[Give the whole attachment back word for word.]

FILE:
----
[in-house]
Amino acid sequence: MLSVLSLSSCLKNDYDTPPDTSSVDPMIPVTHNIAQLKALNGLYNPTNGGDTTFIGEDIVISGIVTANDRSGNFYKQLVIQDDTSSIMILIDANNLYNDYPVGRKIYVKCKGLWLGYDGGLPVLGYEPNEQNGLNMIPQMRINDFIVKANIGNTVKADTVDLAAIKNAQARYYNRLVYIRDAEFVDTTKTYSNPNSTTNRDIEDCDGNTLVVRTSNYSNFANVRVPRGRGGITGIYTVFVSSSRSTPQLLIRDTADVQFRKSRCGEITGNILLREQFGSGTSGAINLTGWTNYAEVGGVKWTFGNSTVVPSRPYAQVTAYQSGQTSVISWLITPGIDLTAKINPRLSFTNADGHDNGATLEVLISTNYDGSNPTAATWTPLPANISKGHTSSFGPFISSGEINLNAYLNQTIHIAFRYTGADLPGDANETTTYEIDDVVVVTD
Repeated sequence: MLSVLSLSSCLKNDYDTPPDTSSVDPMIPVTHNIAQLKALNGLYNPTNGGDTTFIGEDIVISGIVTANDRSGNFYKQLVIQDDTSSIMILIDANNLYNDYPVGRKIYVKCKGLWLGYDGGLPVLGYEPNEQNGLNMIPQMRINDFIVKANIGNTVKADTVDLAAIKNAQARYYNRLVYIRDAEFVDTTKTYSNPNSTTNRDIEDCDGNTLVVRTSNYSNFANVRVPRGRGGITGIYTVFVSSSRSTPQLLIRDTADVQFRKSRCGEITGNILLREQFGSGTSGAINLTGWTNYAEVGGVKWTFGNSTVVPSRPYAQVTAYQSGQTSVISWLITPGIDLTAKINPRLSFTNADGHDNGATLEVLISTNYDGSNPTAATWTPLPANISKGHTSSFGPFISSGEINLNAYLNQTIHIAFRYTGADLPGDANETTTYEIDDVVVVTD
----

[in-house]
Amino acid sequence: MLSVLSLSSCLKNDYDTPPDTSSVDPMIPVTHNIAQLKALNGLYNPTNGGDTTFIGEDIVISGIVTANDRSGNFYKQLVIQDDTSSIMILIDANNLYNDYPVGRKIYVKCKGLWLGYDGGLPVLGYEPNEQNGLNMIPQMRINDFIVKANIGNTVKADTVDLAAIKNAQARYYNRLVYIRDAEFVDTTKTYSNPNSTTNRDIEDCDGNTLVVRTSNYSNFANVRVPRGRGGITGIYTVFVSSSRSTPQLLIRDTADVQFRKSRCGEITGNILLREQFGSGTSGAINLTGWTNYAEVGGVKWTFGNSTVVPSRPYAQVTAYQSGQTSVISWLITPGIDLTAKINPRLSFTNADGHDNGATLEVLISTNYDGSNPTAATWTPLPANISKGHTSSFGPFISSGEINLNAYLNQTIHIAFRYTGADLPGDANETTTYEIDDVVVVTD
Repeated sequence: MLSVLSLSSCLKNDYDTPPDTSSVDPMIPVTHNIAQLKALNGLYNPTNGGDTTFIGEDIVISGIVTANDRSGNFYKQLVIQDDTSSIMILIDANNLYNDYPVGRKIYVKCKGLWLGYDGGLPVLGYEPNEQNGLNMIPQMRINDFIVKANIGNTVKADTVDLAAIKNAQARYYNRLVYIRDAEFVDTTKTYSNPNSTTNRDIEDCDGNTLVVRTSNYSNFANVRVPRGRGGITGIYTVFVSSSRSTPQLLIRDTADVQFRKSRCGEITGNILLREQFGSGTSGAINLTGWTNYAEVGGVKWTFGNSTVVPSRPYAQVTAYQSGQTSVISWLITPGIDLTAKINPRLSFTNADGHDNGATLEVLISTNYDGSNPTAATWTPLPANISKGHTSSFGPFISSGEINLNAYLNQTIHIAFRYTGADLPGDANETTTYEIDDVVVVTD